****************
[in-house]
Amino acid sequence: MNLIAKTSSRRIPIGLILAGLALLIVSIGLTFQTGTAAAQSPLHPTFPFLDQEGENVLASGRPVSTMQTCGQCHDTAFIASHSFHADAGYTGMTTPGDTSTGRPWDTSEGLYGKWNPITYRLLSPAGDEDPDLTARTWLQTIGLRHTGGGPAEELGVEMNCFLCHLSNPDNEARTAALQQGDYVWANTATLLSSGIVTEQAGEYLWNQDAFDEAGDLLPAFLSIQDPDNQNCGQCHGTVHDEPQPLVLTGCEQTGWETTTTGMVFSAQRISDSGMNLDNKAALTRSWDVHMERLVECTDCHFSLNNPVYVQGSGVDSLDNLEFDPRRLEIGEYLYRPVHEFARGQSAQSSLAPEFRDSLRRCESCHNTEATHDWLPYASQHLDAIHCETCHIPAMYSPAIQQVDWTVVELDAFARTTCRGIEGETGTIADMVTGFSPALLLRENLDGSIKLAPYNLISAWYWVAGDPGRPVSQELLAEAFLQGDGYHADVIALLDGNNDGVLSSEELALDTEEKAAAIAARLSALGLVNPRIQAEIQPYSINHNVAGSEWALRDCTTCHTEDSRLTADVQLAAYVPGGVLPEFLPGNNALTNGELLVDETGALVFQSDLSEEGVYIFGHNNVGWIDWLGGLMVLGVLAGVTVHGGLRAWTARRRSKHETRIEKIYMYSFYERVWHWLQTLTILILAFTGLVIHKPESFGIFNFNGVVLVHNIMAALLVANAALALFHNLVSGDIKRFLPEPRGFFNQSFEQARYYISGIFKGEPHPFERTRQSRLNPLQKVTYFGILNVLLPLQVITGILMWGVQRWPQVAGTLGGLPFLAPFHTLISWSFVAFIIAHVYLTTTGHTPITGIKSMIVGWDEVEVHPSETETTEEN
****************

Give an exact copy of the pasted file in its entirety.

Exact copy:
[in-house]
Amino acid sequence: MNLIAKTSSRRIPIGLILAGLALLIVSIGLTFQTGTAAAQSPLHPTFPFLDQEGENVLASGRPVSTMQTCGQCHDTAFIASHSFHADAGYTGMTTPGDTSTGRPWDTSEGLYGKWNPITYRLLSPAGDEDPDLTARTWLQTIGLRHTGGGPAEELGVEMNCFLCHLSNPDNEARTAALQQGDYVWANTATLLSSGIVTEQAGEYLWNQDAFDEAGDLLPAFLSIQDPDNQNCGQCHGTVHDEPQPLVLTGCEQTGWETTTTGMVFSAQRISDSGMNLDNKAALTRSWDVHMERLVECTDCHFSLNNPVYVQGSGVDSLDNLEFDPRRLEIGEYLYRPVHEFARGQSAQSSLAPEFRDSLRRCESCHNTEATHDWLPYASQHLDAIHCETCHIPAMYSPAIQQVDWTVVELDAFARTTCRGIEGETGTIADMVTGFSPALLLRENLDGSIKLAPYNLISAWYWVAGDPGRPVSQELLAEAFLQGDGYHADVIALLDGNNDGVLSSEELALDTEEKAAAIAARLSALGLVNPRIQAEIQPYSINHNVAGSEWALRDCTTCHTEDSRLTADVQLAAYVPGGVLPEFLPGNNALTNGELLVDETGALVFQSDLSEEGVYIFGHNNVGWIDWLGGLMVLGVLAGVTVHGGLRAWTARRRSKHETRIEKIYMYSFYERVWHWLQTLTILILAFTGLVIHKPESFGIFNFNGVVLVHNIMAALLVANAALALFHNLVSGDIKRFLPEPRGFFNQSFEQARYYISGIFKGEPHPFERTRQSRLNPLQKVTYFGILNVLLPLQVITGILMWGVQRWPQVAGTLGGLPFLAPFHTLISWSFVAFIIAHVYLTTTGHTPITGIKSMIVGWDEVEVHPSETETTEEN